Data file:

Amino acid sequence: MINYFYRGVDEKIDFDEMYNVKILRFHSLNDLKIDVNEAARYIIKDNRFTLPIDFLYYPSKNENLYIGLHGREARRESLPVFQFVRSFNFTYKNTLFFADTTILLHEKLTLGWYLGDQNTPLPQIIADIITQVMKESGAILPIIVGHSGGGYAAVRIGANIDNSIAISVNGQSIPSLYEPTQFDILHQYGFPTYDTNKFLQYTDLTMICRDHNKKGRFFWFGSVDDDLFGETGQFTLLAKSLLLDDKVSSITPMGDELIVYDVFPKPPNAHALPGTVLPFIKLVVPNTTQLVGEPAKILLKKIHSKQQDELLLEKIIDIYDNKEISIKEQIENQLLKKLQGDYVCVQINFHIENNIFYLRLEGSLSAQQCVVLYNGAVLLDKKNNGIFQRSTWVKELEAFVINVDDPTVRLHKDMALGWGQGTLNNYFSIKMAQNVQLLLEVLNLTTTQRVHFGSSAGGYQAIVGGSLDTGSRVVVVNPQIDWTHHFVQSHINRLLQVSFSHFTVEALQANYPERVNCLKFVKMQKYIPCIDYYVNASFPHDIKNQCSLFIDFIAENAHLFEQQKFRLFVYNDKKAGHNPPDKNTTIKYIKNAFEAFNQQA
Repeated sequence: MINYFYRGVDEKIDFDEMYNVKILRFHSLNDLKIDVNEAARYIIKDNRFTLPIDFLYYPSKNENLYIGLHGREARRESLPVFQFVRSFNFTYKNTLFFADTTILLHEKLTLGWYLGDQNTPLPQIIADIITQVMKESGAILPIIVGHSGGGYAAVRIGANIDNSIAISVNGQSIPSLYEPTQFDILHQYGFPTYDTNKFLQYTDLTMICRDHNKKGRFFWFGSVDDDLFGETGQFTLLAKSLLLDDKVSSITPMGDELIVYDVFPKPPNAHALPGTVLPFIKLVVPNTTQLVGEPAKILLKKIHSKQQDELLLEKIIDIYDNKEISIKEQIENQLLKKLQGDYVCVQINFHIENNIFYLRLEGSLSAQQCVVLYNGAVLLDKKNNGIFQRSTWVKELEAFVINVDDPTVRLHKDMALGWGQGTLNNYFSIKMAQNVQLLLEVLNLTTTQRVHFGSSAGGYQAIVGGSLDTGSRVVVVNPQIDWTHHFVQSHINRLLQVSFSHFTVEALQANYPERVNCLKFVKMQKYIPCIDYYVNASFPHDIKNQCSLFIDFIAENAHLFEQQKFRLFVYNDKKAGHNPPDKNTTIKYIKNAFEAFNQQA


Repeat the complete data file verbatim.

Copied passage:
Amino acid sequence: MINYFYRGVDEKIDFDEMYNVKILRFHSLNDLKIDVNEAARYIIKDNRFTLPIDFLYYPSKNENLYIGLHGREARRESLPVFQFVRSFNFTYKNTLFFADTTILLHEKLTLGWYLGDQNTPLPQIIADIITQVMKESGAILPIIVGHSGGGYAAVRIGANIDNSIAISVNGQSIPSLYEPTQFDILHQYGFPTYDTNKFLQYTDLTMICRDHNKKGRFFWFGSVDDDLFGETGQFTLLAKSLLLDDKVSSITPMGDELIVYDVFPKPPNAHALPGTVLPFIKLVVPNTTQLVGEPAKILLKKIHSKQQDELLLEKIIDIYDNKEISIKEQIENQLLKKLQGDYVCVQINFHIENNIFYLRLEGSLSAQQCVVLYNGAVLLDKKNNGIFQRSTWVKELEAFVINVDDPTVRLHKDMALGWGQGTLNNYFSIKMAQNVQLLLEVLNLTTTQRVHFGSSAGGYQAIVGGSLDTGSRVVVVNPQIDWTHHFVQSHINRLLQVSFSHFTVEALQANYPERVNCLKFVKMQKYIPCIDYYVNASFPHDIKNQCSLFIDFIAENAHLFEQQKFRLFVYNDKKAGHNPPDKNTTIKYIKNAFEAFNQQA
Repeated sequence: MINYFYRGVDEKIDFDEMYNVKILRFHSLNDLKIDVNEAARYIIKDNRFTLPIDFLYYPSKNENLYIGLHGREARRESLPVFQFVRSFNFTYKNTLFFADTTILLHEKLTLGWYLGDQNTPLPQIIADIITQVMKESGAILPIIVGHSGGGYAAVRIGANIDNSIAISVNGQSIPSLYEPTQFDILHQYGFPTYDTNKFLQYTDLTMICRDHNKKGRFFWFGSVDDDLFGETGQFTLLAKSLLLDDKVSSITPMGDELIVYDVFPKPPNAHALPGTVLPFIKLVVPNTTQLVGEPAKILLKKIHSKQQDELLLEKIIDIYDNKEISIKEQIENQLLKKLQGDYVCVQINFHIENNIFYLRLEGSLSAQQCVVLYNGAVLLDKKNNGIFQRSTWVKELEAFVINVDDPTVRLHKDMALGWGQGTLNNYFSIKMAQNVQLLLEVLNLTTTQRVHFGSSAGGYQAIVGGSLDTGSRVVVVNPQIDWTHHFVQSHINRLLQVSFSHFTVEALQANYPERVNCLKFVKMQKYIPCIDYYVNASFPHDIKNQCSLFIDFIAENAHLFEQQKFRLFVYNDKKAGHNPPDKNTTIKYIKNAFEAFNQQA